Thursday, March 30, 2017

Franklin Searcher of the Month: Dr. John Rae

Image courtesy Douglas Wamsley
I've written many times in this blog about the remarkable career of Dr. John Rae. His achievements place him in the first rank of Arctic explorers, and yet for much of the past century, his name had not been listed among them. He had the misfortune to be the bearer of bad news -- that some of Sir John Franklin's men had resorted to cannibalism, which Rae called "the last extremity" -- and to defend his Inuit friends and contacts for their veracity against a lengthy diatribe by, of all people, Charles Dickens. Although officialy awarded the reward for ascertaining the fate of Franklin he was shunned by many of his contemporaries. Never the less, Rae never became a bitter man, and throughout the remainder of his life he never expressed anything but admiration for Sir John Franklin, and pity for the terrible fate faced by the last survivors of his expedition.

I'm very happy to note that things have changed considerably in recent years. Ken McGoogan's book Fatal Passage (2001) led the way, followed by John Walker's extraordinary documentary adaptation Passage (2008).  In 2014, acting at the request of MP Alistair Carmichael, and based on documents submitted by supporters of Rae (including a letter of mine), the Dean and Chapter of Westminster Abbey approved a memorial to Dr. Rae, to be placed in the Abbey immediately in front of Frankin's cenotaph, and in his 201st birthday (30 September 2014) it was installed and dedicated. By honoring Rae this memorial honored many -- including the countless Scots who so often served with high distinction in the Arctic. And, at the same time, it spoke to the spirit of friendship that was so strong between Rae and the Inuit among whom he lived and worked.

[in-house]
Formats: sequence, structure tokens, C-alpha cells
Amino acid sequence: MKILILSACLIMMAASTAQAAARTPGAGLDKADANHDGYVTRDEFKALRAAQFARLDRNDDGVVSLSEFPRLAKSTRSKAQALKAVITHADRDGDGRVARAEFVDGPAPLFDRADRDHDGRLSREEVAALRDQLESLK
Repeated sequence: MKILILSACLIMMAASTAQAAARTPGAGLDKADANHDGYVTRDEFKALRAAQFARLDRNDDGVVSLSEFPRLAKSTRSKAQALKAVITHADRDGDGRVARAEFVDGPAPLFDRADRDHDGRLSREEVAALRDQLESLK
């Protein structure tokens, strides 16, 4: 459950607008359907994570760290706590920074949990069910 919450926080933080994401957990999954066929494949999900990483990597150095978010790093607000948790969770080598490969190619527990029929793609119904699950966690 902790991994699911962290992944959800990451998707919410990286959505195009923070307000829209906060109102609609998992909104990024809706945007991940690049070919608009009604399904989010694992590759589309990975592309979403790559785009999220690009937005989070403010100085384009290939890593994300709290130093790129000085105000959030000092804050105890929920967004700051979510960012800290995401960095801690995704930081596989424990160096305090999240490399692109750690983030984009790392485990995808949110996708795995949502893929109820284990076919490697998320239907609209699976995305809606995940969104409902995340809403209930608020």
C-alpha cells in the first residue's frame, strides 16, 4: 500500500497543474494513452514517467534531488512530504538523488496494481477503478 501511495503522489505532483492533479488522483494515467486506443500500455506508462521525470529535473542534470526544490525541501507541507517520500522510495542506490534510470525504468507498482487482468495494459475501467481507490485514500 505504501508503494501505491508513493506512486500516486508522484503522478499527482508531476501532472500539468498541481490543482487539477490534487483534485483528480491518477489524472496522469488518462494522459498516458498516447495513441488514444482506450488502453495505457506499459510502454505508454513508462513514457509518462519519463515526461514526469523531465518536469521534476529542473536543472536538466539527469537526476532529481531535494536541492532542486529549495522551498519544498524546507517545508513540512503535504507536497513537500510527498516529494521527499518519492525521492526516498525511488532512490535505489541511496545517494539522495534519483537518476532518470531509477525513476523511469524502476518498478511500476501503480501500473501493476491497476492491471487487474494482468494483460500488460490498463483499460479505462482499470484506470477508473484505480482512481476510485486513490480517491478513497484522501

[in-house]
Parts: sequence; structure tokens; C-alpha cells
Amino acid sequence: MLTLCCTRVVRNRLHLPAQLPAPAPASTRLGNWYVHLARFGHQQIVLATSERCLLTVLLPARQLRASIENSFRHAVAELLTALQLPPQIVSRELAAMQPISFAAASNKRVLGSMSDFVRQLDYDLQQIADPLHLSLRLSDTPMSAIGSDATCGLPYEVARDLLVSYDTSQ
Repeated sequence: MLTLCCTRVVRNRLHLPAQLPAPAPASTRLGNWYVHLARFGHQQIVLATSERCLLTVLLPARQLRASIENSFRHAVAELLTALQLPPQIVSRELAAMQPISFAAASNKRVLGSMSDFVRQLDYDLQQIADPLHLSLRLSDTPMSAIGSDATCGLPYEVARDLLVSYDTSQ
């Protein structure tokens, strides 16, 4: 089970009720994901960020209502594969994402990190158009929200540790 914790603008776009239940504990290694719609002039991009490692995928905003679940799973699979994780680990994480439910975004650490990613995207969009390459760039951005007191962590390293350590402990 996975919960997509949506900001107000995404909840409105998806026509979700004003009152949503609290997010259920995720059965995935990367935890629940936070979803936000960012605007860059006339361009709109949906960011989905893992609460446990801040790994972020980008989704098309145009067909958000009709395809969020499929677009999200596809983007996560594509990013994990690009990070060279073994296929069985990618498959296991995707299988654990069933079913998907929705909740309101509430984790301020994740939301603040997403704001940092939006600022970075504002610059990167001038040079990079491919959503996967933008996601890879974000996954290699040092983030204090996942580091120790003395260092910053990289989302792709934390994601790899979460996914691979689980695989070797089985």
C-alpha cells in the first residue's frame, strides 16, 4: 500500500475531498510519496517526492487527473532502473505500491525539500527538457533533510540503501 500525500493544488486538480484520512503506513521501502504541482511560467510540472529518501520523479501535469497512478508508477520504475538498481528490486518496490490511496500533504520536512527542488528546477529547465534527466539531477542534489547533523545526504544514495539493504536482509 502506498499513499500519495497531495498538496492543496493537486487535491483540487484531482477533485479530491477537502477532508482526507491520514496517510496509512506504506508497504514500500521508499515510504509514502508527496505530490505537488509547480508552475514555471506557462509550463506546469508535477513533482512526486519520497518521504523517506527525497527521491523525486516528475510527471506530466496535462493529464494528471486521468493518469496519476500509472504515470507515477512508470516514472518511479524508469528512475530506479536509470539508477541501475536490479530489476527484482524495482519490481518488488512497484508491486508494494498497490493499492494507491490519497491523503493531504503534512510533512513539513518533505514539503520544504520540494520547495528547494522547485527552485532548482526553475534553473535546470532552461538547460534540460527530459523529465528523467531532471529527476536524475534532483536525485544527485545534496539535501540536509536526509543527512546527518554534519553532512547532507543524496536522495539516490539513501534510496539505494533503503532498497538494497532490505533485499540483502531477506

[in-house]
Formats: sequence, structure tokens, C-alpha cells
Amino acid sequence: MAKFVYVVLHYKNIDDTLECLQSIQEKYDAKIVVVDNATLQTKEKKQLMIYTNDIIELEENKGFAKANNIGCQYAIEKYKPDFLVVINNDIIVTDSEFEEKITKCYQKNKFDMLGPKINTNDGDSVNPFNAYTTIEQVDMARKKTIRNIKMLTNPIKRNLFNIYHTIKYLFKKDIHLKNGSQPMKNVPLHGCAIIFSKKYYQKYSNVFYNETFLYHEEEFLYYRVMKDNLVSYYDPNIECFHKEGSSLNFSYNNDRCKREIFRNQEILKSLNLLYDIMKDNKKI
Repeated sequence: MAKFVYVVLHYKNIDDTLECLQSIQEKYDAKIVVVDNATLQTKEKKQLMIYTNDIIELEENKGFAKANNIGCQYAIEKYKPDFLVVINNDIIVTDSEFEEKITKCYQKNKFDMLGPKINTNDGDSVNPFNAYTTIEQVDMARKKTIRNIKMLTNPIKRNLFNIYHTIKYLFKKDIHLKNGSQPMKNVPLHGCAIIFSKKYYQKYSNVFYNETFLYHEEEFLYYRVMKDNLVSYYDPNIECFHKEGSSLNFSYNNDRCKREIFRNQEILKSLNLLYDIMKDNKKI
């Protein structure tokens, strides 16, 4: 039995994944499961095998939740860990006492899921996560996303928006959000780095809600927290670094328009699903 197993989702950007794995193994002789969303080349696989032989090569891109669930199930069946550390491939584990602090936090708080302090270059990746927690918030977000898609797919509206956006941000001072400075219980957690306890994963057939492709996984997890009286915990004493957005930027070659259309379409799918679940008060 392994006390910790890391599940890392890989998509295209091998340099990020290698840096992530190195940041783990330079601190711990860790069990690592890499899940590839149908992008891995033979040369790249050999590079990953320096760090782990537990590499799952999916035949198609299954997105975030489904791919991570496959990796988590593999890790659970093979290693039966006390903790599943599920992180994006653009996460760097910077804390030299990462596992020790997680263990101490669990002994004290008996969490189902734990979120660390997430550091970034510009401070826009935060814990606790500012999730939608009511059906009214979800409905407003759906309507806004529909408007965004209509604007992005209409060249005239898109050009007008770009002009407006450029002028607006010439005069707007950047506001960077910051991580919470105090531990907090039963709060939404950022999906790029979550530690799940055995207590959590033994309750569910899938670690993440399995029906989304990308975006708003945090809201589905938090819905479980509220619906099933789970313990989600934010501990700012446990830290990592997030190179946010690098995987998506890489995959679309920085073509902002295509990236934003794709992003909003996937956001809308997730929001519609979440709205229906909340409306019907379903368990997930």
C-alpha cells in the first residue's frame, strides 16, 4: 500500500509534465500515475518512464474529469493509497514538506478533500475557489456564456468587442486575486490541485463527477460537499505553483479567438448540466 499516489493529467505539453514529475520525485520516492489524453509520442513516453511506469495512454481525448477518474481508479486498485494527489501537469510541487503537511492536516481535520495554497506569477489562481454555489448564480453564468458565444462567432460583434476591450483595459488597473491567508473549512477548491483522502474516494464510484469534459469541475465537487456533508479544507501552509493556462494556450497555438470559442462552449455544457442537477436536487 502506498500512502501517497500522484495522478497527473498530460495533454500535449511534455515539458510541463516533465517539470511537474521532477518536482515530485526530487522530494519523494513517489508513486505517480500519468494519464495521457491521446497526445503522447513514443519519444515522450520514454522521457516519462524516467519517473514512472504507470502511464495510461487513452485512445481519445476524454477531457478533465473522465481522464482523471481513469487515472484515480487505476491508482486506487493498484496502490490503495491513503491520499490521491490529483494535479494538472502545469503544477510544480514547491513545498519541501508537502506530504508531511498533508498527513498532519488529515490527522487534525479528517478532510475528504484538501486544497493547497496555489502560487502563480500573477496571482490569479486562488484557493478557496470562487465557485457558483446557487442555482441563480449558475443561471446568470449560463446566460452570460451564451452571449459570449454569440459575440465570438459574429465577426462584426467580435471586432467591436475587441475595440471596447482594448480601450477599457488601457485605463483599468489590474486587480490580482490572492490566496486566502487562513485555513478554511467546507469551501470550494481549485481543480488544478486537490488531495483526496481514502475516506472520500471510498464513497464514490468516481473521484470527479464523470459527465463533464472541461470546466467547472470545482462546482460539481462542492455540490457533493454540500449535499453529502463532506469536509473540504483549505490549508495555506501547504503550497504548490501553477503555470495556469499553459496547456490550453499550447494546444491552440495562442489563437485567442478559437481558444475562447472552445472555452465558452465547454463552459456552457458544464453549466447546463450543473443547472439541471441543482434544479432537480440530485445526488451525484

There remains more to be done. The John Rae Society, which was able to obtain title to the Hall of Clestrain, Rae's birthplace and ancestral home, is seeking begin work to stabilize and eventually restore the building. This May, I'll be traveling to Stromness and Kirkwall, along with novelist (and Rae's great-great- grand-niece) Jane Hamilton, to help raise awareness (and funds) for the further restoration of the Hall at the 2017 John Rae Festival.  We'll also be launching Ms. Hamilton's novel Finding John Rae  (the title's similarity to my own was a complete (though happy) coincidence that she and I discovered only after the fact!). You can read more about these events here, and download a complete schedule here.

I hope that a great many people will be able to attend one or more of these events, and that their effect will be to motivate and mobilize those who feel the same kind of admiration for Dr. Rae and what he represents as do I. If you can't attend personally, bear in mind that membership in the Society will support their work as well, and members will also receive a regular News Letter with the most current account of its efforts to gain recognition for Rae's achievements and the preservation of his home. A membership form can be downloaded online, and the Society welcomes members from around the world.

And so today let all of us, wherever we may be, pause a moment and recall the singular admixture, the rare alloy of character and skill, out of which Dr. John Rae's achievements were wrought.


  1. The more I read about Rae, the more interesting he becomes. It must have been hard to be the bearer of bad news regarding the Franklin expedition, as well as being the one to tell the world cannibalism had taken place. Amazing that he didn't become embittered by the response to his news.

  2. I really admire how Rae survived off the land and lived among the Inuit. He adapted to the Arctic environment, traveling on snowshoes, carrying a rifle.

  3. Nice to see that he is finally getting the recognition that he deserves... As a direct descendant, o' the same name, this means a lot...